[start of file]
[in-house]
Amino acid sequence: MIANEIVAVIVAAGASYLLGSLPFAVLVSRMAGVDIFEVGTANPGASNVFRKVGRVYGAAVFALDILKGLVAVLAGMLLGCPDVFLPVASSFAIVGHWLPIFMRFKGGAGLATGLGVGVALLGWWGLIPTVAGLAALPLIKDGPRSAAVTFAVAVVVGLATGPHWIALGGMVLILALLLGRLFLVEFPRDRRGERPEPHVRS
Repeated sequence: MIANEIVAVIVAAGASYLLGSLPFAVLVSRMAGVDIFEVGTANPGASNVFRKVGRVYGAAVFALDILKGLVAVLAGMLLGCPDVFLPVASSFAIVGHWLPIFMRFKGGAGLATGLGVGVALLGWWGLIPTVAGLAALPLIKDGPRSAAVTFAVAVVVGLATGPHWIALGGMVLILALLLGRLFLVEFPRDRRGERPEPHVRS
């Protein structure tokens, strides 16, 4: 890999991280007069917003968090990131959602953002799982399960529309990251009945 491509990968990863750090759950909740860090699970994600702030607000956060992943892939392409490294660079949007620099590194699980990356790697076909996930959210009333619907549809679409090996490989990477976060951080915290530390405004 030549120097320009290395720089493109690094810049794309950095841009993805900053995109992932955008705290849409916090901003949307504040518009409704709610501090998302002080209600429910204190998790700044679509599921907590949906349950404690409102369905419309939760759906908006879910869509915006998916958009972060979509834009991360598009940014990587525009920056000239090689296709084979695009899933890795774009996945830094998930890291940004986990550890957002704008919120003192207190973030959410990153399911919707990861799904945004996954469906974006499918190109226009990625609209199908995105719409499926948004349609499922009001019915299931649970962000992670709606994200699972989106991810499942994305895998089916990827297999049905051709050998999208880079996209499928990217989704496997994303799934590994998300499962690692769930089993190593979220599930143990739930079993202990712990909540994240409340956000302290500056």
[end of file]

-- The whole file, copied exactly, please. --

[in-house]
Amino acid sequence: MIANEIVAVIVAAGASYLLGSLPFAVLVSRMAGVDIFEVGTANPGASNVFRKVGRVYGAAVFALDILKGLVAVLAGMLLGCPDVFLPVASSFAIVGHWLPIFMRFKGGAGLATGLGVGVALLGWWGLIPTVAGLAALPLIKDGPRSAAVTFAVAVVVGLATGPHWIALGGMVLILALLLGRLFLVEFPRDRRGERPEPHVRS
Repeated sequence: MIANEIVAVIVAAGASYLLGSLPFAVLVSRMAGVDIFEVGTANPGASNVFRKVGRVYGAAVFALDILKGLVAVLAGMLLGCPDVFLPVASSFAIVGHWLPIFMRFKGGAGLATGLGVGVALLGWWGLIPTVAGLAALPLIKDGPRSAAVTFAVAVVVGLATGPHWIALGGMVLILALLLGRLFLVEFPRDRRGERPEPHVRS
């Protein structure tokens, strides 16, 4: 890999991280007069917003968090990131959602953002799982399960529309990251009945 491509990968990863750090759950909740860090699970994600702030607000956060992943892939392409490294660079949007620099590194699980990356790697076909996930959210009333619907549809679409090996490989990477976060951080915290530390405004 030549120097320009290395720089493109690094810049794309950095841009993805900053995109992932955008705290849409916090901003949307504040518009409704709610501090998302002080209600429910204190998790700044679509599921907590949906349950404690409102369905419309939760759906908006879910869509915006998916958009972060979509834009991360598009940014990587525009920056000239090689296709084979695009899933890795774009996945830094998930890291940004986990550890957002704008919120003192207190973030959410990153399911919707990861799904945004996954469906974006499918190109226009990625609209199908995105719409499926948004349609499922009001019915299931649970962000992670709606994200699972989106991810499942994305895998089916990827297999049905051709050998999208880079996209499928990217989704496997994303799934590994998300499962690692769930089993190593979220599930143990739930079993202990712990909540994240409340956000302290500056």